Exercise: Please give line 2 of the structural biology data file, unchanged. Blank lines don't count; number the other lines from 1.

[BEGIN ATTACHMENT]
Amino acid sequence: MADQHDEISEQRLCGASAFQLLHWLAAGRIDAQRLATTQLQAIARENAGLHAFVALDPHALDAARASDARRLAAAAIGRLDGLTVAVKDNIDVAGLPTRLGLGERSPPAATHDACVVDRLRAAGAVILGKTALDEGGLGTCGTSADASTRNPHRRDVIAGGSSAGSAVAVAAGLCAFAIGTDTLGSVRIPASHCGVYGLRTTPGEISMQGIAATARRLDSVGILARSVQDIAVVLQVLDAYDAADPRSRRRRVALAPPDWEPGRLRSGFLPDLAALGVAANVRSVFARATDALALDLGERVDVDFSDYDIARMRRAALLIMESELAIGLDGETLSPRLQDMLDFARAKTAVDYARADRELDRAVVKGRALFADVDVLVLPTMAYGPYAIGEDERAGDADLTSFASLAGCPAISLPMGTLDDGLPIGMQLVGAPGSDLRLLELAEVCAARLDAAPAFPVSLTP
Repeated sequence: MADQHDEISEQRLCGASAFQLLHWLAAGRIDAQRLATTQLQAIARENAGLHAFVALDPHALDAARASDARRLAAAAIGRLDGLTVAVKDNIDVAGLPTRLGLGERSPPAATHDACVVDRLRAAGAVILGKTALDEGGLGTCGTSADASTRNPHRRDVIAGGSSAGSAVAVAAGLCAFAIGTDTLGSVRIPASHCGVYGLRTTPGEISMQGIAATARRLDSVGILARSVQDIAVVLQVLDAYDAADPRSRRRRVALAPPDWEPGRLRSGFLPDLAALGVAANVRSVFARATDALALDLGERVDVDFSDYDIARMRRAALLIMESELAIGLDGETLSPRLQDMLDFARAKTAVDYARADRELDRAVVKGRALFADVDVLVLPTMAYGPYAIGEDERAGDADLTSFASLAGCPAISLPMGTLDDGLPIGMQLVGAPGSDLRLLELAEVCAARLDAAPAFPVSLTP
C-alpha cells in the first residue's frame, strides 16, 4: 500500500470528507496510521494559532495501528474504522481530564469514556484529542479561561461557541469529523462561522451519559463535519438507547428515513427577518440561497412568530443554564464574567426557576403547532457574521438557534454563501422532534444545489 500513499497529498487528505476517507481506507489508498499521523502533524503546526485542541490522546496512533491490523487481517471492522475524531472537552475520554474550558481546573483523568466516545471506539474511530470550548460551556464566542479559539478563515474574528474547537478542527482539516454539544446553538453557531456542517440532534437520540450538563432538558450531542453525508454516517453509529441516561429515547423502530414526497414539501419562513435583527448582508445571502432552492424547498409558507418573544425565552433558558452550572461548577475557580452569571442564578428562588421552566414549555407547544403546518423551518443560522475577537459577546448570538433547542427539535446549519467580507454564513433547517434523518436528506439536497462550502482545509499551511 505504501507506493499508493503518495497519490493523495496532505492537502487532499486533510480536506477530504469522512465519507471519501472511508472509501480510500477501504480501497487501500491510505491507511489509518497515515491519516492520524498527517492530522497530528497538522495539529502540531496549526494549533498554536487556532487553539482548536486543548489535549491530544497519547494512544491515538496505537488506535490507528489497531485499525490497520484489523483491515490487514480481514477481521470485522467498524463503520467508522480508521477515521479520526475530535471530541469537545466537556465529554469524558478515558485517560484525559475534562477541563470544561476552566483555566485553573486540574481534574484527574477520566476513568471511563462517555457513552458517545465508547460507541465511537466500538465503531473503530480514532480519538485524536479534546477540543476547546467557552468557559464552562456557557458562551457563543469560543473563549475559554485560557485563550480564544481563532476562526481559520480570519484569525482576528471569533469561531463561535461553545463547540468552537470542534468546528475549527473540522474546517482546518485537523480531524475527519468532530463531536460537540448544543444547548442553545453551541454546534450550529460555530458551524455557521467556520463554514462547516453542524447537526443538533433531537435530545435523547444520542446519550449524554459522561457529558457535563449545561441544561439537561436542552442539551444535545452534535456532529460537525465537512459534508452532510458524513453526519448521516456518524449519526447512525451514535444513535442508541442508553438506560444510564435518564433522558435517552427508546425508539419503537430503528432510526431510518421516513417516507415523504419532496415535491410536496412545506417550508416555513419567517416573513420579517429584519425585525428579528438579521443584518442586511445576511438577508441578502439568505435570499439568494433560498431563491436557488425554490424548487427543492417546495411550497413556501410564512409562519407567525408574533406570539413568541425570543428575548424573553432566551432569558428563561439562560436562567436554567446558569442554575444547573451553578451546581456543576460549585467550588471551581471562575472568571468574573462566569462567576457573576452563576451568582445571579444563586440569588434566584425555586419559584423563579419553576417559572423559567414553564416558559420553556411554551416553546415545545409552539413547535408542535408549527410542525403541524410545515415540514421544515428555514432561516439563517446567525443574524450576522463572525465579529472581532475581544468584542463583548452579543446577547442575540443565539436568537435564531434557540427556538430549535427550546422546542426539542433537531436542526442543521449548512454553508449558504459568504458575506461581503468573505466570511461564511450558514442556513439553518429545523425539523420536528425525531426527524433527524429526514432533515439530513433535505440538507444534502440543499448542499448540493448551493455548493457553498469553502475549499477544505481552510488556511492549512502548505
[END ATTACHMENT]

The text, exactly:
Repeated sequence: MADQHDEISEQRLCGASAFQLLHWLAAGRIDAQRLATTQLQAIARENAGLHAFVALDPHALDAARASDARRLAAAAIGRLDGLTVAVKDNIDVAGLPTRLGLGERSPPAATHDACVVDRLRAAGAVILGKTALDEGGLGTCGTSADASTRNPHRRDVIAGGSSAGSAVAVAAGLCAFAIGTDTLGSVRIPASHCGVYGLRTTPGEISMQGIAATARRLDSVGILARSVQDIAVVLQVLDAYDAADPRSRRRRVALAPPDWEPGRLRSGFLPDLAALGVAANVRSVFARATDALALDLGERVDVDFSDYDIARMRRAALLIMESELAIGLDGETLSPRLQDMLDFARAKTAVDYARADRELDRAVVKGRALFADVDVLVLPTMAYGPYAIGEDERAGDADLTSFASLAGCPAISLPMGTLDDGLPIGMQLVGAPGSDLRLLELAEVCAARLDAAPAFPVSLTP